By Alia Gray, Assistant Account Executive
World-class American distance runner Kara Goucher doesn’t describe the best run of her life as her bronze medal run at the 2007 World Championships, or any of her blistering personal record times. Instead, she says it was the first run after her pregnancy.
How do I know? I get the inside scoop twice a month from her blog.
As a budding public relations student, it has been drilled into my head that it’s imperative I create an online presence through several active social media accounts.
Turns out, the same is true for professional athletes, with blogs in particular. Michael Phelps and Lance Armstrong are just a couple elite athletes who have blogged. The instant and personal connection humanizes them and makes them more than just their athletic accomplishments. Professional athletes are real people, too!
The straight facts of training for professional athletes alone are impressive.
Every once in a while, Goucher will include some of her times during workouts or volume of miles that she throws down on any given week, and they never fail to amaze me. It’s exciting to get an inside view into how these elite athletes train and prepare for big-stage competition — and sometimes makes me dream a little, too.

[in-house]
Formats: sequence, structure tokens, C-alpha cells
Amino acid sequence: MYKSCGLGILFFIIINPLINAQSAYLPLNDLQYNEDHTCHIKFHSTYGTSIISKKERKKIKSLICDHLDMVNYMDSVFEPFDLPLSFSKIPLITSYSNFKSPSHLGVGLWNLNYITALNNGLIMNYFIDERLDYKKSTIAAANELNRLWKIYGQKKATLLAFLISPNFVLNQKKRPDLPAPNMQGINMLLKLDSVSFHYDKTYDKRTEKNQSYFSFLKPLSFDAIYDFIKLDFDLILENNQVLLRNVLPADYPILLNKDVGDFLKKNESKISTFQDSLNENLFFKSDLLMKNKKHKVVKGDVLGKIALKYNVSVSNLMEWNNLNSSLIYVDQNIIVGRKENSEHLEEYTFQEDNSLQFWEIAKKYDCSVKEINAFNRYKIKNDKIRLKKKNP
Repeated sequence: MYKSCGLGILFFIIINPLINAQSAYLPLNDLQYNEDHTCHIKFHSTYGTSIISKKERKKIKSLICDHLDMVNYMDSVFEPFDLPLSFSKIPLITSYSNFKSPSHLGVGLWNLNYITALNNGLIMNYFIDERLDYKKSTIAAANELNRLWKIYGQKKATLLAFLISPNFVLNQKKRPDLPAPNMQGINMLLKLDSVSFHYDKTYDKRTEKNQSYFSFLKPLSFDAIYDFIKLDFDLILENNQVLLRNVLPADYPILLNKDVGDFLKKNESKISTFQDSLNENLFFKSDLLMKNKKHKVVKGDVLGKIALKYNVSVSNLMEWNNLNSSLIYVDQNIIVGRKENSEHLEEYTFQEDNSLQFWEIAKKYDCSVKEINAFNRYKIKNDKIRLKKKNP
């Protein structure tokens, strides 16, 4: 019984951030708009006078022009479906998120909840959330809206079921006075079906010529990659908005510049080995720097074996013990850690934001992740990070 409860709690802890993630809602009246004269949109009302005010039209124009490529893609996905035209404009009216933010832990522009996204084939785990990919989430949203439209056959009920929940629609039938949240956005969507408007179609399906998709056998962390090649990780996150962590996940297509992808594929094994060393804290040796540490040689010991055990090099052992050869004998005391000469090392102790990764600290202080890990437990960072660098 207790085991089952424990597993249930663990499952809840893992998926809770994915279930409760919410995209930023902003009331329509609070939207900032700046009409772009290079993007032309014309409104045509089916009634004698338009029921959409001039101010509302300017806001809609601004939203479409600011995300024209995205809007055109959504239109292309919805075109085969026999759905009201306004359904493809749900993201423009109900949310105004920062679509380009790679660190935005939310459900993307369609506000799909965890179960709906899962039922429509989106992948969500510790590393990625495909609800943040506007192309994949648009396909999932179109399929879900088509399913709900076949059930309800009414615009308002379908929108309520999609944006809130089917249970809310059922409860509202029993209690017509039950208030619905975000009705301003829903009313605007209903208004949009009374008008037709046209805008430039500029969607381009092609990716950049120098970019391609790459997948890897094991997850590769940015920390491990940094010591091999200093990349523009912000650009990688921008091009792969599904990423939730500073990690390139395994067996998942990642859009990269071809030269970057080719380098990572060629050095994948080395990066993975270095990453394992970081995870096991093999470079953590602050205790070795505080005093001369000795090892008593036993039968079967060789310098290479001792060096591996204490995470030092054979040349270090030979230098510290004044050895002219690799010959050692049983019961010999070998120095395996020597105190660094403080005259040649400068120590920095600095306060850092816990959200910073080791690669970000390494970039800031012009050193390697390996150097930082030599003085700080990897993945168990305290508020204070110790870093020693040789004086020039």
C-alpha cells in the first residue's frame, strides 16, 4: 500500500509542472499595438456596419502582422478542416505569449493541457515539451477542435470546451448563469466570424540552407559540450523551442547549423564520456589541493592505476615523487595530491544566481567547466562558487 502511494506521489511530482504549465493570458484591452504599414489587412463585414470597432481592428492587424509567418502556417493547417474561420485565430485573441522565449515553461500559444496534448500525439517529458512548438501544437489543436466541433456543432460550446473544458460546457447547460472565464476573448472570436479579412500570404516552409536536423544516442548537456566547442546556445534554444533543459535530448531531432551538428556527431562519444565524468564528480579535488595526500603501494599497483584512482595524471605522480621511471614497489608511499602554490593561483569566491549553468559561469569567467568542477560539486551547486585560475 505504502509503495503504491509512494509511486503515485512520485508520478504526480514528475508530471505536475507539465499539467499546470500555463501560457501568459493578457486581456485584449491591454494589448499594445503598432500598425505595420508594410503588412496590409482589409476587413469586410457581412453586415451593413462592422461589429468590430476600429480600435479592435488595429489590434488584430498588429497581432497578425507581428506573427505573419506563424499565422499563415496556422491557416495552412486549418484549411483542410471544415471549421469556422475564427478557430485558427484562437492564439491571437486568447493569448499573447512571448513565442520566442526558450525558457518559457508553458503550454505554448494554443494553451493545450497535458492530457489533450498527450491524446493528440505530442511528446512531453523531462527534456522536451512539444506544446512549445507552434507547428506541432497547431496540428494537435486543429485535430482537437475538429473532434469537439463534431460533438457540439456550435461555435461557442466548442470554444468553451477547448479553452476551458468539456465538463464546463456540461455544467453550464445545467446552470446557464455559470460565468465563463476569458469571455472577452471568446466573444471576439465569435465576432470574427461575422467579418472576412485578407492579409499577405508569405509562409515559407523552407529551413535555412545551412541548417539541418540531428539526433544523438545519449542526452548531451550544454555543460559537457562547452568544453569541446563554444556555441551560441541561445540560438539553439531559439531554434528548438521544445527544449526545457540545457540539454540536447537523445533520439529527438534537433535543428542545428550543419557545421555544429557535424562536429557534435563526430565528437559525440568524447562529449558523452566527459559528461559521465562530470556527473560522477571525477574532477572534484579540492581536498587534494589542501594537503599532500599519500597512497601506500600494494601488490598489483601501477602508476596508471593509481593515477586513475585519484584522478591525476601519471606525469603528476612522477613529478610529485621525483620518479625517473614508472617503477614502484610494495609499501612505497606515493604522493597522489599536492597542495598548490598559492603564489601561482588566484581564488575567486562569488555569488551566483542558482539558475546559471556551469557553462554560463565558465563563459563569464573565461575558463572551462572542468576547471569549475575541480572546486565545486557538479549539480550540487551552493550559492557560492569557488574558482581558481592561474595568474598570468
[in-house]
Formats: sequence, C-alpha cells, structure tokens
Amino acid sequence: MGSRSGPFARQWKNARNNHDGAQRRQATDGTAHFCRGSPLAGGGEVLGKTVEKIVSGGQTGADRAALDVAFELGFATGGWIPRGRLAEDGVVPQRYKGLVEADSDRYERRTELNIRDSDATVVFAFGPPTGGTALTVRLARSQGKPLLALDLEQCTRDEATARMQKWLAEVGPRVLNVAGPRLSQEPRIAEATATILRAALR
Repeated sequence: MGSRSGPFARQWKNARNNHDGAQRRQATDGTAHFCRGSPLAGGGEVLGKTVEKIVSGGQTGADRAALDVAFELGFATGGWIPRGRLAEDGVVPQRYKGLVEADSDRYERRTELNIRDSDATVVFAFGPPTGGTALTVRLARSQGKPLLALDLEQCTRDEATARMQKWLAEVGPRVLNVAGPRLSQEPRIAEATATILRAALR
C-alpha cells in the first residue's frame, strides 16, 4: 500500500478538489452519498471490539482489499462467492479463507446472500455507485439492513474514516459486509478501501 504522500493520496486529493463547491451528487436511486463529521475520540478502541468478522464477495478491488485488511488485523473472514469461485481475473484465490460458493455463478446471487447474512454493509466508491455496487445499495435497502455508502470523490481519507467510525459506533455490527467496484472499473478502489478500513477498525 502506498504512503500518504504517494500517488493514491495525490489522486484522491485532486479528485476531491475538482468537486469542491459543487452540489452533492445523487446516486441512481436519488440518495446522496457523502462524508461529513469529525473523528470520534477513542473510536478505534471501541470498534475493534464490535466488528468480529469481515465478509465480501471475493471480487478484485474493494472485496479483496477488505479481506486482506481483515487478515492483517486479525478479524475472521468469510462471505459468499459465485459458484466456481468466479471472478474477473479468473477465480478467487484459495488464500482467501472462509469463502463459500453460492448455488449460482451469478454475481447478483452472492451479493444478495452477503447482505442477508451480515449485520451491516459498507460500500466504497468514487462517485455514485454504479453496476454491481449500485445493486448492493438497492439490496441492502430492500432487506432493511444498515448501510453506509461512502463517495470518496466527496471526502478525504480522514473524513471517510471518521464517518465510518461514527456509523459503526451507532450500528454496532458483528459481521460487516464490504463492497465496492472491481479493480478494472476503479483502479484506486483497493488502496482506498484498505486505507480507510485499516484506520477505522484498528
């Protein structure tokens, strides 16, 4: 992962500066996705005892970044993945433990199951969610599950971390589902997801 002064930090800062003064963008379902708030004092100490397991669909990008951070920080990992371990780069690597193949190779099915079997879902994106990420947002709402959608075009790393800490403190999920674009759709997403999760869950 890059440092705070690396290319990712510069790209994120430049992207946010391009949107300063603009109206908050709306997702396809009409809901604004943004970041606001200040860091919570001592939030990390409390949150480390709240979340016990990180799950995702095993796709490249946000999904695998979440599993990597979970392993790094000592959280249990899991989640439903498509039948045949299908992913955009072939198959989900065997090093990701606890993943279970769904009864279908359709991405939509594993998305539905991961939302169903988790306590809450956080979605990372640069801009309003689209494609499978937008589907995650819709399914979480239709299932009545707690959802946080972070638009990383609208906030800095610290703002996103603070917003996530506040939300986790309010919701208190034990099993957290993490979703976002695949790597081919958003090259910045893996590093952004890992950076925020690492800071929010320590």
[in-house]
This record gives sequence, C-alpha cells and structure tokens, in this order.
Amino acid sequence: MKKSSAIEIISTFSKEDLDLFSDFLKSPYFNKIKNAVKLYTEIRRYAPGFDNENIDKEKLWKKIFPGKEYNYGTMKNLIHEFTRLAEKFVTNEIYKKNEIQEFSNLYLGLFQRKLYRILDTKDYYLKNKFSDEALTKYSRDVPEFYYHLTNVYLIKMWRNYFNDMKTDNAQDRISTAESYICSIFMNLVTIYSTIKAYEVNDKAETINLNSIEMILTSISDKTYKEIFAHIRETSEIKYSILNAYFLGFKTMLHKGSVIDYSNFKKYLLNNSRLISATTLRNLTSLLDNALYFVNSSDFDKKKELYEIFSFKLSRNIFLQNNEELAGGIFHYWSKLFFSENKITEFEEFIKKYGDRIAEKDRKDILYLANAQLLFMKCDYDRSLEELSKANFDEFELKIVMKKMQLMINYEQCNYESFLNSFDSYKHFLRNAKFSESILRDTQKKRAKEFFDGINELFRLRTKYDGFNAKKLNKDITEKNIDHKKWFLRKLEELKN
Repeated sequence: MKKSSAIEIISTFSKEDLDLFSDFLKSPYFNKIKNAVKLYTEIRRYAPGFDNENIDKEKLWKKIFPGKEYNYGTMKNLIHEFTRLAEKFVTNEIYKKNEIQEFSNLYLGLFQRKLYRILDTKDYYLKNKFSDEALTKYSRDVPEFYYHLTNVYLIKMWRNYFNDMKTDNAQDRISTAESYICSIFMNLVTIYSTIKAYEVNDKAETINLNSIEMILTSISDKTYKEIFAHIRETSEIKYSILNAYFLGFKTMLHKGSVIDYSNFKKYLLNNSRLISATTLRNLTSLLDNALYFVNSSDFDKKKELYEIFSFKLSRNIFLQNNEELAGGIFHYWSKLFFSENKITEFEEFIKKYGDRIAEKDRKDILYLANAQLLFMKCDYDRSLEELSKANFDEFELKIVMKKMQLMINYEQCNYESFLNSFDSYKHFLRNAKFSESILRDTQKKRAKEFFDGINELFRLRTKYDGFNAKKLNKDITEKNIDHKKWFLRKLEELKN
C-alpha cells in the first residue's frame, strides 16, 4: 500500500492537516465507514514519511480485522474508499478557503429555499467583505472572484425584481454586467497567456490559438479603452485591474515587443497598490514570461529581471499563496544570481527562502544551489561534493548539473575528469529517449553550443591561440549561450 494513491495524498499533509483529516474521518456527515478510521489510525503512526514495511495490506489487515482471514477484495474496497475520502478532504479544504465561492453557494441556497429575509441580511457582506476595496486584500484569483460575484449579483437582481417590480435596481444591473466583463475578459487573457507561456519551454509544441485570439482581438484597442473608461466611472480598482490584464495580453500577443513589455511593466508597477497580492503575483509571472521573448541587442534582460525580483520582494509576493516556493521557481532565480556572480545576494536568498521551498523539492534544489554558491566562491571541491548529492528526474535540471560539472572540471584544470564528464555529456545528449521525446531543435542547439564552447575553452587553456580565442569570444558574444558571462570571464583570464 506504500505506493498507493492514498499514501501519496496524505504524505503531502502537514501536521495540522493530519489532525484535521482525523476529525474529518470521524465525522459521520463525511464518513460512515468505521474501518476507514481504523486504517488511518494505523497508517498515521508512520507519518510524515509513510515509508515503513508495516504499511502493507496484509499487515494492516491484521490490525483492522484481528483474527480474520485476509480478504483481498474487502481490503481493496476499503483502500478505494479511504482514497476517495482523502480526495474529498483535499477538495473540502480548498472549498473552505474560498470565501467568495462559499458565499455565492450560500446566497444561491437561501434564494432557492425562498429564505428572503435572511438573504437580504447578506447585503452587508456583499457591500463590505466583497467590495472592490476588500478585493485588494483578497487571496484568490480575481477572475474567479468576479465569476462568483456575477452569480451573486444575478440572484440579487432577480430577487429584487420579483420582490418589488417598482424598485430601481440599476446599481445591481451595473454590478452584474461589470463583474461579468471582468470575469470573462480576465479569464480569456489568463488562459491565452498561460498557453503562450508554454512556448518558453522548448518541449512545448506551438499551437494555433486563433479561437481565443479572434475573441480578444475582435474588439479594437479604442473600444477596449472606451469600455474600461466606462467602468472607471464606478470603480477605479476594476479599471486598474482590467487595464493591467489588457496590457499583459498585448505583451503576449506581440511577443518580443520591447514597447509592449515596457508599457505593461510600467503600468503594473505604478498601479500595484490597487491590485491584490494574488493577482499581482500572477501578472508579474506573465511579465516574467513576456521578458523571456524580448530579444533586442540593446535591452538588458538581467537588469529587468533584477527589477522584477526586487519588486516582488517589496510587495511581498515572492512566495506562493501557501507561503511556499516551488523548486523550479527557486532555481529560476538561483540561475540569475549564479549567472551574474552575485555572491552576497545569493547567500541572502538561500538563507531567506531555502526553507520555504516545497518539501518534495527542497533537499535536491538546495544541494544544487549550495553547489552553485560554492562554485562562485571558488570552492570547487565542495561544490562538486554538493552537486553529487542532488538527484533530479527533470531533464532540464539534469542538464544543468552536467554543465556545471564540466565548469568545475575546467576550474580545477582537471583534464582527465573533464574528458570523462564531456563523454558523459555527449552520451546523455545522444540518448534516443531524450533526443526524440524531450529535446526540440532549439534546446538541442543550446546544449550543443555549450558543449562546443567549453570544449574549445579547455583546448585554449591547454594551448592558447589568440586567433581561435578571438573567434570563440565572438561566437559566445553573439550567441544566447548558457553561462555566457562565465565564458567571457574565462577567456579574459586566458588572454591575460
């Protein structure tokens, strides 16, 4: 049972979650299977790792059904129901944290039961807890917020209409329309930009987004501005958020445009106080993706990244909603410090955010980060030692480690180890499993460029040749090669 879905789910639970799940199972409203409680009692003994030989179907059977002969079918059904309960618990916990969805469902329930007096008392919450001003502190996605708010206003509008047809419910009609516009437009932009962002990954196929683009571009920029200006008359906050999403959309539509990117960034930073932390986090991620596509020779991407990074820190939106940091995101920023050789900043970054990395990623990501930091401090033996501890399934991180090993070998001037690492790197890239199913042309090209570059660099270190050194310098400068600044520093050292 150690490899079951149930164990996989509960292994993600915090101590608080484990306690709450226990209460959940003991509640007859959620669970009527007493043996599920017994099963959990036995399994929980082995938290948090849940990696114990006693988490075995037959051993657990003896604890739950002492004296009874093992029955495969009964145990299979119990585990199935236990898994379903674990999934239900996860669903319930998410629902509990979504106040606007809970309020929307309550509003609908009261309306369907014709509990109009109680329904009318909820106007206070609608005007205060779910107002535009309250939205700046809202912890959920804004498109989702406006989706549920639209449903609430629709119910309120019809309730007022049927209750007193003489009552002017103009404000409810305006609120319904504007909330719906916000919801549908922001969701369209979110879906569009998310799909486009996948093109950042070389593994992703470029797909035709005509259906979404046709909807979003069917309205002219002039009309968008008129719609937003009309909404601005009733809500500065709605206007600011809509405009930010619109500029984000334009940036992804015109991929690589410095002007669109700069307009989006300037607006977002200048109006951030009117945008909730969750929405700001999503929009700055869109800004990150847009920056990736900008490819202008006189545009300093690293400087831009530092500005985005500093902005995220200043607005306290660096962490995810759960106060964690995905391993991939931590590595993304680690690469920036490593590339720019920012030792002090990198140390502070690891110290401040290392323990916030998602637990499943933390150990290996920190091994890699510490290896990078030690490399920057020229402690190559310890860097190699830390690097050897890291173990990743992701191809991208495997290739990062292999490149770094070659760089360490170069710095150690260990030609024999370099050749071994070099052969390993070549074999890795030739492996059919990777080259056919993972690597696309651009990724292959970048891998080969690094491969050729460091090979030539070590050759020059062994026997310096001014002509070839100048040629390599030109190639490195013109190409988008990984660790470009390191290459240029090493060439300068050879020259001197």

It’s easy enough for fans to get ahold of competition results, but actually knowing the athlete beyond these hard facts is what often solidifies a following.
For example, Goucher had a baby this past September and blogged her way through the entire pregnancy. It was amusing to hear about personal bits like her indulgences and daily ups and downs.
And when the big day finally came? She shared…with pictures.
Why do we love professional athletes in the first place? They’re amazing at what they do, sure, but what’s really impressive is that they’re amazing and they’re actual human beings. Sometimes it can be easy to view them as specimens instead of actual people.
One of the posts I found most touching Goucher included in her blog was about someone who inspired her. It’s refreshing to see that even world-class athletes can be moved by the triumphs of others.
When you realize that they’re not superhuman and have their own struggles, their accomplishments are all the more astounding.
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